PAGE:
I’ve sprained my neck.* I’m taking Vicodin and Thursday night is the first night of MidPoint Music Festival. When my editor told me my review should be first-person and to “think, Fear and Loathing in Las Vegas,” I snorted at just how closely it might come given my current intake of prescription drugs.
No longer stoked for the experience but realizing it’s far too late to get out of going, I texted my friend, Rachel, on Wednesday night. Was she going? Could I tag along with her? The buddy system seemed like a good idea this time around. She immediately told me sure and that she had planned to see Andrew Bird, Best Coast & Dirty Projectors on Thursday.
Thursday evening, I stroll toward Washington Park. There aren’t tons of people out at 7:45, but it’s still early in the week and early in the night. There are still enough people that it’s easy to walk mindlessly at the heels of a group of scarf-donning 20-somethings and end up where I need to be to meet my friends.
I glance around, but I don’t try too hard to find Rachel. She’s one of those people you hear before you see. Instead, I find a spot near the sound booth between two relatively attractive and seemingly girlfriend-less guys, pull out my phone and begin to send texts and emails.
By 8:10, I’m bitching, though.She knows I’m jacked up on painkillers. If I wander off with some heavily bearded rapist in skinny jeans, thinking he’s Rach, it’s all her fault. Mostly importantly, I’m absolutely distraught that I shaved my legs yesterday. I’ve always had this strange idea that if I’m about to get raped, I’ll just say, “You don’t want me. It’s a hot mess down there.” I think he’ll be disgusted by my lack of feminine upkeep leave me alone. Now I’ll never know if that line works! Has anyone already tried it? I’ll have to Google it later.
It's 8:20 and I still don’t see Rachel. I do, however, see a tall, lanky shadow near the ATMs and he’s laughing. It’s Dan. I text Rach for confirmation and then head over to find him with a few other people I know. (They have names, too, but they’re really irrelevant for tonight.)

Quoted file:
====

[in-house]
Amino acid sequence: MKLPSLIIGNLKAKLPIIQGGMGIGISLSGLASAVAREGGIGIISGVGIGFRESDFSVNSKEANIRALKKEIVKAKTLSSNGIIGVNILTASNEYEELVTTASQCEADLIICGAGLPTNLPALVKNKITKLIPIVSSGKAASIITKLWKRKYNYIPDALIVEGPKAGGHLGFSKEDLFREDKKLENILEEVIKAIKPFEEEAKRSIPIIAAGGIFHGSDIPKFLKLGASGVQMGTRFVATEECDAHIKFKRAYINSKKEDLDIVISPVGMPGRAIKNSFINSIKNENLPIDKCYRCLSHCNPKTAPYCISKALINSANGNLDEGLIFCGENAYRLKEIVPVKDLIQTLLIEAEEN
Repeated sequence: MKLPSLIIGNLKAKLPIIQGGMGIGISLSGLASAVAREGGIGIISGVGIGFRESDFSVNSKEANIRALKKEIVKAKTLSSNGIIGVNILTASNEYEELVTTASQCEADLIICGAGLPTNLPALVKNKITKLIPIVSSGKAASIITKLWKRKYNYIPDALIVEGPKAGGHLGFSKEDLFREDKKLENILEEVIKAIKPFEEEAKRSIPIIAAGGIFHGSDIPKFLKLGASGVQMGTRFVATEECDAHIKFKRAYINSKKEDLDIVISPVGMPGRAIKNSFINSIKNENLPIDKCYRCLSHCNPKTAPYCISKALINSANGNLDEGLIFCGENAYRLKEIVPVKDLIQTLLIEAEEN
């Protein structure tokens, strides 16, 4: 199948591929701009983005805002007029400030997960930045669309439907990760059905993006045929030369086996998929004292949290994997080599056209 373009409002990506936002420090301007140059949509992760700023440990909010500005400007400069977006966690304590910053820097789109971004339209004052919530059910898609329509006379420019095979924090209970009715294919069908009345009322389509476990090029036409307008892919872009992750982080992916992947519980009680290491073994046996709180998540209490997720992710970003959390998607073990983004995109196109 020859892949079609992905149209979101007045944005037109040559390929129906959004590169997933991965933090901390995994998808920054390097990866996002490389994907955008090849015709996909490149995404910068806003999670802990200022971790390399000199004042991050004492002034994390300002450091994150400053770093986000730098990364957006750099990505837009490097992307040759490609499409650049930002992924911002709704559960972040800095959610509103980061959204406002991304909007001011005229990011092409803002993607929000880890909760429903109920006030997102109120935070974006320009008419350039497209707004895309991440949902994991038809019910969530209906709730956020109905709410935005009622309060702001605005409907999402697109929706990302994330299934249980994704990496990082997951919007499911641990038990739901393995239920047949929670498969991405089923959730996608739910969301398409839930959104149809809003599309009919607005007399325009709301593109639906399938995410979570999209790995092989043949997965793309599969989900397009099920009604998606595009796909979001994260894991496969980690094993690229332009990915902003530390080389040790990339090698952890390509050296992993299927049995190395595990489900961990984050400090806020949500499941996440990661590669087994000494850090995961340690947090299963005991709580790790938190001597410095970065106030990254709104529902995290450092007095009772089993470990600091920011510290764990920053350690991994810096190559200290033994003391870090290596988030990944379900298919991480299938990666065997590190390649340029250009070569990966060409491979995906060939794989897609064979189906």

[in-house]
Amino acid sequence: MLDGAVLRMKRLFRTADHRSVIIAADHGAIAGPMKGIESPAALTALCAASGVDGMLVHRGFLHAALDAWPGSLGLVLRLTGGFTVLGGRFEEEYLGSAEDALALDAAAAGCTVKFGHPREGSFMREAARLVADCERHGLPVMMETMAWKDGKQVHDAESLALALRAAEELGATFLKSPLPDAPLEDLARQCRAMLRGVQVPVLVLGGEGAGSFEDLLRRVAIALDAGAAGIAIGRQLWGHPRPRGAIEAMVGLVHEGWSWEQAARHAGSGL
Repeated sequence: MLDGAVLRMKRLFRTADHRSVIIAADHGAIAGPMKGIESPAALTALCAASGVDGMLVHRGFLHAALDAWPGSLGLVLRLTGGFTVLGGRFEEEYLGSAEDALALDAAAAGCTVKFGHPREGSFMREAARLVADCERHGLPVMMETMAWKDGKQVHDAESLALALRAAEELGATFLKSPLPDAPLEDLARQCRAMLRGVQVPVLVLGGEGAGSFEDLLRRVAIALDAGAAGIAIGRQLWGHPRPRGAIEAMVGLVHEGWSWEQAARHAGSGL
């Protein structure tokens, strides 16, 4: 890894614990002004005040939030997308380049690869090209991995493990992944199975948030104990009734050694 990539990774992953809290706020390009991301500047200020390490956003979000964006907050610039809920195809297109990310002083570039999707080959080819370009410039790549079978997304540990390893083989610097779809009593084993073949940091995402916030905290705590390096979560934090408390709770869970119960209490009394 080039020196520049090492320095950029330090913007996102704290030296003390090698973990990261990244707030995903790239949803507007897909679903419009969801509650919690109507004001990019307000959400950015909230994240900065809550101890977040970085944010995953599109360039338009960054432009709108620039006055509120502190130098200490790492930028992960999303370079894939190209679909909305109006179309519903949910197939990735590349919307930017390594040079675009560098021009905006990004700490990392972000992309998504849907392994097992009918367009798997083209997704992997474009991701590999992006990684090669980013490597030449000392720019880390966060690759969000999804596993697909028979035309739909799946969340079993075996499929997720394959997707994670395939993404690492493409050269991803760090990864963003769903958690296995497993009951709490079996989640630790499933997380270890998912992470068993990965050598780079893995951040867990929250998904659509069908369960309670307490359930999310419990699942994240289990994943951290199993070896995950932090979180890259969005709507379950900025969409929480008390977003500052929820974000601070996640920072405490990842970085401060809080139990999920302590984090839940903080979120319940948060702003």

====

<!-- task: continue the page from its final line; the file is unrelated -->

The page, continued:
We make a few bad jokes and then Andrew Bird starts with zero fanfare. He just launches into his music, people applaud in surprise, and he carries on It’s a beautiful view. Andrew Bird has these slowly spinning art-installations that look like plumes of smoke and a very cool rotating double-Vitrolla-like thing. Above the roof of the stage glows the pretty, white flora-inspired window of Music Hall. Last time I went to Music Hall for the Opera, I was probably parked just about where my friends and I currently stood.
He’s good. His whistles have me staring at him in expectation. Where are the little animated birds fluttering toward him with ribbons for his hair and water for his face? It’s all just so pretty. I’m mesmerized.
Until my foot lands on something hard and round. Is it a sprinkler head? Yes. I know this without having to look at it. And yet, drop my head and try to find the small black circle as it hides out in the grass and my shadow. I don’t see it. But I feel it, right under my foot. It finally occurs to me that I should lift my foot and I immediately stumbled into Rachel and Dan, who shrug off my apologies. Figuring out how long I’ve known Dan requires higher math than I’m capable of, but he’s used to my stumbling into him.